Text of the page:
Turkish Minister Blames 'Dated' Equipment for Mining Accidents

November 7, 2014


Mining accidents in Turkey have been occurring with unsettling frequency. In May 301 miners were killed in a coal mining accident and just last week 18 miners were trapped in a coal mine in the Ermenek district. The accidents have led to massive protests in which government officials and mining authorities have received the brunt of the blame.


But Labor and Social Security Minister Faruk Celik said such blame was misdirected and that the reason for continued mining disasters is because of dated work practices and equipment, some of which have been in place since the 1960's.


Prosecutors working on behalf of the victims of the Soma mining accident are seeking 301 aggravated life sentences each for the CEO and seven senior officials of Soma Holding, the company that operates the Soma mine. The prosecutor's office had requested Celik launch an investigation against state officials and inspectors accused of being at fault in the Soma disaster. Celik rejected the request and said holding officials responsible for the tragedy wouldn't solve the problem.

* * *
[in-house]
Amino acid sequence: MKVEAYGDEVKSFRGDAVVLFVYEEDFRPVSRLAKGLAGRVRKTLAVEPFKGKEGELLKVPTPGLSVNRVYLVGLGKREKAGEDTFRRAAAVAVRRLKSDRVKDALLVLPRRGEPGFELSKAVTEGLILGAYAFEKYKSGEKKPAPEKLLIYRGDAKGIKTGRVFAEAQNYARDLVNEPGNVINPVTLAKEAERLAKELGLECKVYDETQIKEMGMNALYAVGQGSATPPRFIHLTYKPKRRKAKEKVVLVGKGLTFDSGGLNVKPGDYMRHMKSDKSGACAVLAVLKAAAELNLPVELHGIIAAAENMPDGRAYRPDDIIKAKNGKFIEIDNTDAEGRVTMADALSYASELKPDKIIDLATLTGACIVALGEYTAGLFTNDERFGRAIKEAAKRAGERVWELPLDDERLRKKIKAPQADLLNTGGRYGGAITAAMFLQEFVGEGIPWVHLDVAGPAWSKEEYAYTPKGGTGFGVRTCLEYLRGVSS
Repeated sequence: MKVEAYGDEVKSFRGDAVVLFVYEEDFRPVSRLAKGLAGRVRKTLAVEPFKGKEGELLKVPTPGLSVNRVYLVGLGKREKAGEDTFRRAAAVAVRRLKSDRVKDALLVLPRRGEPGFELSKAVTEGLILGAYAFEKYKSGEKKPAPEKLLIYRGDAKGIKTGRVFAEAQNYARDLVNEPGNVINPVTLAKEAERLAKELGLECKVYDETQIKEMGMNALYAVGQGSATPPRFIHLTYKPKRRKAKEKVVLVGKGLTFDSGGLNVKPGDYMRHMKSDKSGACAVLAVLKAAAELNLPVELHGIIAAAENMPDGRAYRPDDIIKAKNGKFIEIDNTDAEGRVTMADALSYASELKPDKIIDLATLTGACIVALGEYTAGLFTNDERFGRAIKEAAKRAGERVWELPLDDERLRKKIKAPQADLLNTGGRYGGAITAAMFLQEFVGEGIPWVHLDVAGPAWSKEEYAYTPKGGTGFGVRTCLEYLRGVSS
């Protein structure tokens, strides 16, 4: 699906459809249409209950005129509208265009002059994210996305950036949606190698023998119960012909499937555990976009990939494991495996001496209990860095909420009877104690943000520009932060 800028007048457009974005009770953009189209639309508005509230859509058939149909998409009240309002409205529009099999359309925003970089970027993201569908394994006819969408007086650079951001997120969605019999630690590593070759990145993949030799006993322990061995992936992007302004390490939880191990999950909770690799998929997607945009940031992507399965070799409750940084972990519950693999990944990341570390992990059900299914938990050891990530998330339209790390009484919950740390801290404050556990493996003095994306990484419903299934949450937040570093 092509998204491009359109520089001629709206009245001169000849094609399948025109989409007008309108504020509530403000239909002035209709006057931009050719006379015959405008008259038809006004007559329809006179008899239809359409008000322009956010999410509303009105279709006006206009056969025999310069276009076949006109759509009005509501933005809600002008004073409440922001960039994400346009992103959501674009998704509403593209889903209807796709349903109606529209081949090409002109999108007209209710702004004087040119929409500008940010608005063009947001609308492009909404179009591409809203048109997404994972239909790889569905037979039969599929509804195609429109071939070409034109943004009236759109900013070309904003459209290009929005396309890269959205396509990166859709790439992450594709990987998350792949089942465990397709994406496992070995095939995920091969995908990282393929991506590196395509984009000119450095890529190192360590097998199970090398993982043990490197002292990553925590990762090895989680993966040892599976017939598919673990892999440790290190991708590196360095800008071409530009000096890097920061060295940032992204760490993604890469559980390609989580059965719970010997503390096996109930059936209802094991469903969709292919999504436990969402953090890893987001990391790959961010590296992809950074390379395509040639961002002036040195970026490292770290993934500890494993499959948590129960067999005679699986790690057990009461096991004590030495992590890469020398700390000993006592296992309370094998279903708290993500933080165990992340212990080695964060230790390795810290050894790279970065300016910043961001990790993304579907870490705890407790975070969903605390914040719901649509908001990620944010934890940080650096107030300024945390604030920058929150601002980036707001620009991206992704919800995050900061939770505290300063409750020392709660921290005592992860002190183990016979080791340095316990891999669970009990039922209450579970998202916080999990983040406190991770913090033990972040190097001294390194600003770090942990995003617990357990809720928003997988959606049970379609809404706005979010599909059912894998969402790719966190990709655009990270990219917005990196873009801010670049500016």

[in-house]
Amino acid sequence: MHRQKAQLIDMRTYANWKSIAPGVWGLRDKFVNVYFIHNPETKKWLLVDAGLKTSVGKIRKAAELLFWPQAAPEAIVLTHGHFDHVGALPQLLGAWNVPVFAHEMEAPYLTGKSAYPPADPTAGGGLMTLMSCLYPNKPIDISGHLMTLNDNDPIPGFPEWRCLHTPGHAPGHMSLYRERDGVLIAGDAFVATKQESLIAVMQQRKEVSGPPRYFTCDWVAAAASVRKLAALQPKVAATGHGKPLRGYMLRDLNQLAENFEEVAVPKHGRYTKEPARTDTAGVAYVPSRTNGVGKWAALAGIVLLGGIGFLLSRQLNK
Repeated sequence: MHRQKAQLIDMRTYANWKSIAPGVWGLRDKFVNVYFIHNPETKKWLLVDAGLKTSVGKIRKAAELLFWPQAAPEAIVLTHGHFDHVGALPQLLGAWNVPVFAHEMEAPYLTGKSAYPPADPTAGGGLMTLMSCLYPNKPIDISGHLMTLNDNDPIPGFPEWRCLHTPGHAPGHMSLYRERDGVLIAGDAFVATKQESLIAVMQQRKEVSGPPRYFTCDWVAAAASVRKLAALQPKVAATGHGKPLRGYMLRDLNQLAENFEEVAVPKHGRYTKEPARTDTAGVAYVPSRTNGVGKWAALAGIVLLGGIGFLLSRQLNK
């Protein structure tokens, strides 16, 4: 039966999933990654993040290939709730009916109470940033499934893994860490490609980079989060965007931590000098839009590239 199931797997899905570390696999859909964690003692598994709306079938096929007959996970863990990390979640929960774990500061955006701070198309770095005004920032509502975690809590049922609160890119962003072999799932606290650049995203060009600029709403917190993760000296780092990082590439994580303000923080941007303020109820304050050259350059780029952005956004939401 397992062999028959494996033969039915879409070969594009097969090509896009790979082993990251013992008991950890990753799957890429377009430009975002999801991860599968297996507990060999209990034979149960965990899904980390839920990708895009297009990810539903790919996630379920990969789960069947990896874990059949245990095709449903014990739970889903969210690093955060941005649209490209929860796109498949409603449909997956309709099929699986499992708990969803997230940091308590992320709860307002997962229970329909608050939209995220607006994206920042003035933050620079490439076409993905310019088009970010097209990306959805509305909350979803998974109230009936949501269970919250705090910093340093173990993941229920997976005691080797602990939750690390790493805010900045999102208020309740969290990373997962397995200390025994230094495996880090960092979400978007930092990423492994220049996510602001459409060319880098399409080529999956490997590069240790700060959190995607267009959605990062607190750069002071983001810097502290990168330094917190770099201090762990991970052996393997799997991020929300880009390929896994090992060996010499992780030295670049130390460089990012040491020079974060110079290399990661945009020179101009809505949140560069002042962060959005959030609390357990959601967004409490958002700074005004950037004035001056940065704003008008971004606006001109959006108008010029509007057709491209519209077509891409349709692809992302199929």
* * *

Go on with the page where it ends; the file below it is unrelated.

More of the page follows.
"If you are still working with '60's-era mine cats in 2014, these accidents will happen." Celik told the Hurriyet daily. The prosecutor asked me permission to launch an investigation over Soma. I did not give it. Kasim Ozer, the person depicted as being the perpetrator of the incident is my occupational health and safety director. What does my director – who is responsible for preparing legislation regarding the safety of workers – have to do with this incident?"


Celik's argument rests on his belief that as long as mining operations use old mining equipment and dated techniques, accidents will continue. He has defied several requests to investigate certain officials and has also refused to provide a list of safety inspectors at the mines in question since 2009.


Celik says the only way to eliminate such accidents as Soma is to replace the outdated equipment with modern mining machinery. However, questions still remain about who is responsible when such accidents occur and who should be held accountable. If safety inspectors are doing their job why did they not report the conditions at these mines and make note of the equipment being used? Since Celik is unwilling to release information about the safety inspectors some are questioning his motives.